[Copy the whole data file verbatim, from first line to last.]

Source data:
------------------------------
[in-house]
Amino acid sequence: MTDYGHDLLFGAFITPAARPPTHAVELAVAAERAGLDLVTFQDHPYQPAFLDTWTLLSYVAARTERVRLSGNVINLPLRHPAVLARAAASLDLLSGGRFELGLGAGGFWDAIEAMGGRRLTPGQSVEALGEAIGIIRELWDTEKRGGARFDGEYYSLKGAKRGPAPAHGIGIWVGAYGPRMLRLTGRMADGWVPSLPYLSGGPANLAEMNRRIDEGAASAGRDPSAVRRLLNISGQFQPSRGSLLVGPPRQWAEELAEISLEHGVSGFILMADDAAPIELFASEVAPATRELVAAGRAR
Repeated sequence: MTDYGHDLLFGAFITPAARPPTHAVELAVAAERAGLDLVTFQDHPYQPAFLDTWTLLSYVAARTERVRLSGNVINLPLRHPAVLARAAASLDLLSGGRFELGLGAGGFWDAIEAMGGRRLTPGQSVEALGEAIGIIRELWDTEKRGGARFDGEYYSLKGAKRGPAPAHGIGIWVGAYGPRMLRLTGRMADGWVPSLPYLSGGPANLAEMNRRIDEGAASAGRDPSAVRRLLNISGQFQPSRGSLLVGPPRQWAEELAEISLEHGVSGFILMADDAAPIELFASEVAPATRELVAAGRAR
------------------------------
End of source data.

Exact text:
[in-house]
Amino acid sequence: MTDYGHDLLFGAFITPAARPPTHAVELAVAAERAGLDLVTFQDHPYQPAFLDTWTLLSYVAARTERVRLSGNVINLPLRHPAVLARAAASLDLLSGGRFELGLGAGGFWDAIEAMGGRRLTPGQSVEALGEAIGIIRELWDTEKRGGARFDGEYYSLKGAKRGPAPAHGIGIWVGAYGPRMLRLTGRMADGWVPSLPYLSGGPANLAEMNRRIDEGAASAGRDPSAVRRLLNISGQFQPSRGSLLVGPPRQWAEELAEISLEHGVSGFILMADDAAPIELFASEVAPATRELVAAGRAR
Repeated sequence: MTDYGHDLLFGAFITPAARPPTHAVELAVAAERAGLDLVTFQDHPYQPAFLDTWTLLSYVAARTERVRLSGNVINLPLRHPAVLARAAASLDLLSGGRFELGLGAGGFWDAIEAMGGRRLTPGQSVEALGEAIGIIRELWDTEKRGGARFDGEYYSLKGAKRGPAPAHGIGIWVGAYGPRMLRLTGRMADGWVPSLPYLSGGPANLAEMNRRIDEGAASAGRDPSAVRRLLNISGQFQPSRGSLLVGPPRQWAEELAEISLEHGVSGFILMADDAAPIELFASEVAPATRELVAAGRAR